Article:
When discussing all things unnerving, it occurred to me there are many things ‘scary’ about writing. One of those is the fear there will come a day when someone devours all the plot bunnies. Often the writer struggles to kick the furry little blighters back because they’re rampaging and demanding attention as much as any zombie on the march for brains. I’m sure my bunnies have nasty sharp teeth and claws — they sure enjoy nipping at my ankles — but many ask: where do they come from? So let’s concentrate on the scary ‘how’ and ‘howl’ of plots. How does one make the magic happen?
I doubt there’s a writer in existence who won’t one day be asked, “Where do you get your ideas?” There is no spell book. No magic shop one can go to. Authors wish there were, but in some ways we conjure ideas up out of thin air. A writer is someone who can connect two or more seemingly dissociated events, can play the ‘what if’ game, and perhaps add an extra twist.
Here is a brief example. I wove my short story Bitter and Intoxicating for the anthology Red Velvet and Absinthe (editor Mitzi Szereto; foreword by Kelley Armstrong) in answer to a submission call for gothic erotic romance. Although the call provided a list of example work, I had nothing written that fitted, and worse, I had no ideas. I went online and began running searches for red, velvet, and for absinthe.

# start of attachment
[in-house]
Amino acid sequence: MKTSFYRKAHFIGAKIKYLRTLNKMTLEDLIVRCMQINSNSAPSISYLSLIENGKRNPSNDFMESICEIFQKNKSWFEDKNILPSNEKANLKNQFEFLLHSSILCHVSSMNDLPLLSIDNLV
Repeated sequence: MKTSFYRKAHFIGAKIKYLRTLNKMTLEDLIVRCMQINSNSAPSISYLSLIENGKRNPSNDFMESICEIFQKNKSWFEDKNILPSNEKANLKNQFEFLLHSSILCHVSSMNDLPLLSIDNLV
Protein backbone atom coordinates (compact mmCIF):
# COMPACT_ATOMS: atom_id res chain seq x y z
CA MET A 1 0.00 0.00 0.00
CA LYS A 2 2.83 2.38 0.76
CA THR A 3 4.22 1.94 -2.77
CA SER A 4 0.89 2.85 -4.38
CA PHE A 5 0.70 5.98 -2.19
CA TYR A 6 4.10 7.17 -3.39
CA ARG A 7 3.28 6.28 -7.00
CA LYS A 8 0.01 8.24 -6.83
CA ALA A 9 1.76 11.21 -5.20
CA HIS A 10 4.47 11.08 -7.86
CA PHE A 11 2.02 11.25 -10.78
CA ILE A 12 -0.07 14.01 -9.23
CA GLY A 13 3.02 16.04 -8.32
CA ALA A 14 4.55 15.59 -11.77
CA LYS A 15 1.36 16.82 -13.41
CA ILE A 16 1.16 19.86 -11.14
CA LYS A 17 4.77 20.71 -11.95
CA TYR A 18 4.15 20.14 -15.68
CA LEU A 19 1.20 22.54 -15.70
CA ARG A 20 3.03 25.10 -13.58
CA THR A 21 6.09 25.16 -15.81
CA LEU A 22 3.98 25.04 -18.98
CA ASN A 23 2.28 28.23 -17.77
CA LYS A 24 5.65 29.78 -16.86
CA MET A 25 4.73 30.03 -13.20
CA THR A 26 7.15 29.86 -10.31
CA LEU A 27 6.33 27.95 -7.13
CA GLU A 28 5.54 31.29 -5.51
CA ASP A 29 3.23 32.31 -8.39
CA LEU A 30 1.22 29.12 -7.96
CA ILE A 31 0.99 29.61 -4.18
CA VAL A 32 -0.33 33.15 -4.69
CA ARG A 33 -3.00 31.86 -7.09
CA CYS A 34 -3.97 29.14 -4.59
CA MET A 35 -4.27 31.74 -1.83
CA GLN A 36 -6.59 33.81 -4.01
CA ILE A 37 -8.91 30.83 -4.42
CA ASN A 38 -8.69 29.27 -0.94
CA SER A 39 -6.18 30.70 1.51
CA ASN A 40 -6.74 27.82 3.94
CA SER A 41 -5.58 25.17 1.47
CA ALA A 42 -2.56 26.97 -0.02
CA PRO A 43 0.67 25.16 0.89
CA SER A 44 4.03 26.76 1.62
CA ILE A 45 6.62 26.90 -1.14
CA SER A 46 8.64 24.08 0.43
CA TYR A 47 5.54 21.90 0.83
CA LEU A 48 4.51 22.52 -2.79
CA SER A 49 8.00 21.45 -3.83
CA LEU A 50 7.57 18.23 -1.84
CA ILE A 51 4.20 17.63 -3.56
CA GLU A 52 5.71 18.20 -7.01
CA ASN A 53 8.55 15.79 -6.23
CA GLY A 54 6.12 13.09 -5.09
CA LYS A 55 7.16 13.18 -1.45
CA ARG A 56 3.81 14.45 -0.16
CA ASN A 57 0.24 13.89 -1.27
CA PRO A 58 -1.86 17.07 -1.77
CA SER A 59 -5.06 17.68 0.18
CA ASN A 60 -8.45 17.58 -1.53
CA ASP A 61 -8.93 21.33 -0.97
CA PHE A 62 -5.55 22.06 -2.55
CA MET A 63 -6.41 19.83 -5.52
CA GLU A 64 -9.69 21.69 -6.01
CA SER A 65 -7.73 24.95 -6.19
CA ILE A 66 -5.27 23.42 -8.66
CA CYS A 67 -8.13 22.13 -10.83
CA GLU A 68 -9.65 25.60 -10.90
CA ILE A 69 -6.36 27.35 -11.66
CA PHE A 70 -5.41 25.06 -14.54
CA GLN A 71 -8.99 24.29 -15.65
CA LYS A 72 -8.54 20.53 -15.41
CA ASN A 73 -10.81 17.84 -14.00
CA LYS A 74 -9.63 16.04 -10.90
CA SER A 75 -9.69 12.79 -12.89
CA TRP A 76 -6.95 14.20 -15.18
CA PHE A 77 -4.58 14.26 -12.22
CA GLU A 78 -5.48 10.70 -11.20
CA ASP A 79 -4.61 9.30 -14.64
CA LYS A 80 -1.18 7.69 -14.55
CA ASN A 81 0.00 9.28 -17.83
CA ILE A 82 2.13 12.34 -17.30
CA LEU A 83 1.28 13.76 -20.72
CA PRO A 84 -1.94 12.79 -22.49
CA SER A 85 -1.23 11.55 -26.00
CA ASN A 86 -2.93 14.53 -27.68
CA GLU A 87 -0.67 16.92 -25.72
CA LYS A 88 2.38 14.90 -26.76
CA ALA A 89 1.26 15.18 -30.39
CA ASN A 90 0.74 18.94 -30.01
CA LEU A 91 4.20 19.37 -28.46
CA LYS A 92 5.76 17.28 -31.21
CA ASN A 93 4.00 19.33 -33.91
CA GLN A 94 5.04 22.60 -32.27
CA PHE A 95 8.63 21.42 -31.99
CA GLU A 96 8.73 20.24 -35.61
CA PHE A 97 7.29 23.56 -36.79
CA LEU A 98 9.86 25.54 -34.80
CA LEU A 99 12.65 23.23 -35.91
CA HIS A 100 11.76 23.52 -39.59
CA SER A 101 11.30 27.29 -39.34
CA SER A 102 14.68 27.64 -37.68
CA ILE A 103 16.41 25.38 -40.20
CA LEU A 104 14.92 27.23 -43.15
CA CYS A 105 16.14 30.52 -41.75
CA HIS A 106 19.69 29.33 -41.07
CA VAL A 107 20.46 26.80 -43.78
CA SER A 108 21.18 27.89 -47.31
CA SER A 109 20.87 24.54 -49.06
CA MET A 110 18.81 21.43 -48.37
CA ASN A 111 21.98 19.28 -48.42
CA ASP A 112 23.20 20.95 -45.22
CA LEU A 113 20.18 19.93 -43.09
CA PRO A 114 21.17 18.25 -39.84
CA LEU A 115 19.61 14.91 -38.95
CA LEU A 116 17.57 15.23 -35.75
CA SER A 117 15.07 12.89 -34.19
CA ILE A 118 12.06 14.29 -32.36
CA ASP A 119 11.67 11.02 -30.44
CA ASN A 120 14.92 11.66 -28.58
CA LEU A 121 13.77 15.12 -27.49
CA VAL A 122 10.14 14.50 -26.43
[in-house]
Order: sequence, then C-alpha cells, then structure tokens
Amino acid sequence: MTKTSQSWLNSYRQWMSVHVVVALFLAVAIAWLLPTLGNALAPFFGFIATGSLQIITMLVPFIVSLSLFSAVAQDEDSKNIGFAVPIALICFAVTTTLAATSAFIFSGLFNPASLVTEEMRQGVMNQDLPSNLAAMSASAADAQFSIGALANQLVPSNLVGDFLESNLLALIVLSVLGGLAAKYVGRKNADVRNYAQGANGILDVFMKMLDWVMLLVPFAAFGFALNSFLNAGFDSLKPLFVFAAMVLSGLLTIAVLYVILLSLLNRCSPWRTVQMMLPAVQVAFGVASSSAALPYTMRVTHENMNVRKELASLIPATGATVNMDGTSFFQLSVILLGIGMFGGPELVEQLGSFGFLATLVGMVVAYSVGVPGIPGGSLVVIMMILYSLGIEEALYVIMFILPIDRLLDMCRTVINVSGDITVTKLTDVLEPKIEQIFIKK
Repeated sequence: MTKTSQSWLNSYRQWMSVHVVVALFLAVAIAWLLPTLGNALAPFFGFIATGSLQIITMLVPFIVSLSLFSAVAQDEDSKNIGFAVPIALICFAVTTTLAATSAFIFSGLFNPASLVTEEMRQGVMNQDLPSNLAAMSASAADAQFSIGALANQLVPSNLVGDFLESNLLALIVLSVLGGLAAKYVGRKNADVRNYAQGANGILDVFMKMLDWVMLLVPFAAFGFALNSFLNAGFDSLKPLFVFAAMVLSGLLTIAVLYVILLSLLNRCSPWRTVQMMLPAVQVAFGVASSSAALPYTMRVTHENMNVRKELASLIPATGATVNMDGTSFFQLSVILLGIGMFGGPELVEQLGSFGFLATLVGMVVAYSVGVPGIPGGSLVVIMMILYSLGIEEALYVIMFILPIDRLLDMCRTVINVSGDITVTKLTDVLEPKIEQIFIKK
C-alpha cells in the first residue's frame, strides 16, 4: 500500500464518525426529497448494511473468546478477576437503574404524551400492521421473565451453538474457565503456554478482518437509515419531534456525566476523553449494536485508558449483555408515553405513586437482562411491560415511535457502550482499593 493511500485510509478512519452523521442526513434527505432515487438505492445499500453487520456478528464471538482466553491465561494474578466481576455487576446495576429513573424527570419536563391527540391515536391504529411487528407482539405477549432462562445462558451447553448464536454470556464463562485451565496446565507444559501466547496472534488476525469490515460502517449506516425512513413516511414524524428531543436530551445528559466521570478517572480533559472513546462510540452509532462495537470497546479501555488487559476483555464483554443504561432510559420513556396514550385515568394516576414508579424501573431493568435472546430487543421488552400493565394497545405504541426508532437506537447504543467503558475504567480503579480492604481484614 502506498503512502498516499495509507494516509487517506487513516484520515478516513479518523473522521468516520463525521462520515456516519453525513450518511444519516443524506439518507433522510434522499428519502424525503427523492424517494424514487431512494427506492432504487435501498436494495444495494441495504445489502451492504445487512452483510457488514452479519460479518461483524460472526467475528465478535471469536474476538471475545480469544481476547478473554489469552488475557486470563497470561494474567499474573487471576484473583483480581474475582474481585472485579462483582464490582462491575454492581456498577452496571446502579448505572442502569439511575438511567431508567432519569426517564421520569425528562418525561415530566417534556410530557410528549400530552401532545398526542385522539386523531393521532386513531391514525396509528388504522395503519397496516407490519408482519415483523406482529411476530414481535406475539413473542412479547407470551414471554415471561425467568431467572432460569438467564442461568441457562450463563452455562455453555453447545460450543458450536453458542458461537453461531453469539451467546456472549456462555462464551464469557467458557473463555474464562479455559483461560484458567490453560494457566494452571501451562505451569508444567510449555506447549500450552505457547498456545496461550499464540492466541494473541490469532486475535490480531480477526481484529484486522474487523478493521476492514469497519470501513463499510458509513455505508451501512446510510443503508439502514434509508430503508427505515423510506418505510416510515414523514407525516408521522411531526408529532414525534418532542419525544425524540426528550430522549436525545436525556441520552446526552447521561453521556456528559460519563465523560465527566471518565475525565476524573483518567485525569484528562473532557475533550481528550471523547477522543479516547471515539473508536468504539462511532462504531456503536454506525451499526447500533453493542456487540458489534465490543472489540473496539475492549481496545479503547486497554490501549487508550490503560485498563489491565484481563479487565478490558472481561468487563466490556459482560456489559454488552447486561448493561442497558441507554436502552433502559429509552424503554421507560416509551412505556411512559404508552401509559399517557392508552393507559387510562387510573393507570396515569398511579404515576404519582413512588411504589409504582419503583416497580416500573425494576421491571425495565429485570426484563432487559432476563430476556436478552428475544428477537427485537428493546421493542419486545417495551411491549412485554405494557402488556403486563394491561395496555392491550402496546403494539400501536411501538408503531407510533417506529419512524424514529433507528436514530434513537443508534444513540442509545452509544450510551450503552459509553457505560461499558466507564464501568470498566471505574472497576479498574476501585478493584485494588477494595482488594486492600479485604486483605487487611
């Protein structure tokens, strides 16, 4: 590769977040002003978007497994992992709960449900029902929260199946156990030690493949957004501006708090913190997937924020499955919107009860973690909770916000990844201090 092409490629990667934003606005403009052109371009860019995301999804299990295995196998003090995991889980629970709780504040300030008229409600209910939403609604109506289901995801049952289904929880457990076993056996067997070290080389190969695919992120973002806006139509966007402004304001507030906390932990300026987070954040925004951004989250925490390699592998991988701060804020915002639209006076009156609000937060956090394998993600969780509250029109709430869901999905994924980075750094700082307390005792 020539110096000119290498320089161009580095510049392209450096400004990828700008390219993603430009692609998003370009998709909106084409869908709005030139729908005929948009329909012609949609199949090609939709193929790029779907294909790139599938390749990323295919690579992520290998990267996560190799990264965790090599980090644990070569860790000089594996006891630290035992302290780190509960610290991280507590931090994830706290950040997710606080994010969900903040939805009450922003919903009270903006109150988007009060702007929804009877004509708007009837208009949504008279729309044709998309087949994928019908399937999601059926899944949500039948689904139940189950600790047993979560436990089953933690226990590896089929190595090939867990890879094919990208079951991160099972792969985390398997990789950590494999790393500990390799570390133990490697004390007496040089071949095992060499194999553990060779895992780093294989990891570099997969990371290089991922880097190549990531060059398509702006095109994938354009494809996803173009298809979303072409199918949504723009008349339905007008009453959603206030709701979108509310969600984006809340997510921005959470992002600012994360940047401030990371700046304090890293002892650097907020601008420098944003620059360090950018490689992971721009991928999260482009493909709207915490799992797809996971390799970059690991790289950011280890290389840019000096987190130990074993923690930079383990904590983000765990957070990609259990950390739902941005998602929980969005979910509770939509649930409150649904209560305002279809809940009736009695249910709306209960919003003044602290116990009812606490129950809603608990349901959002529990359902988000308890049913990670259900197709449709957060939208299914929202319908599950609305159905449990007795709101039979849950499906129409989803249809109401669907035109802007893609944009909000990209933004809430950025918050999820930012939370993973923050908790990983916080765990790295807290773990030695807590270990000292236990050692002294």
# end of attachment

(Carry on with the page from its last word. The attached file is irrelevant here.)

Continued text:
Although the stories didn’t need to have anything to do with these items, I needed a place from which to start. I certainly didn’t expect to write anything on those topics. I was just searching for a spark.
I came across a painting by Albert Maignan, La Muse Verte, which seemed a good portrayal of what the effects of absinthe supposedly had on the artistic mind. Inspiration! What if a distraught painter came across a seductive woman in a bar, one with flaming red hair clad in a diaphanous green gown, and she was to take him home to try absinthe, promising that it would be the answer to all his woes?
The resulting story is part BDSM, part gothic horror, part sensuous seduction ‘painted’ with words — something fitting to read on a dark October night in front of the fire with the wind blowing outside.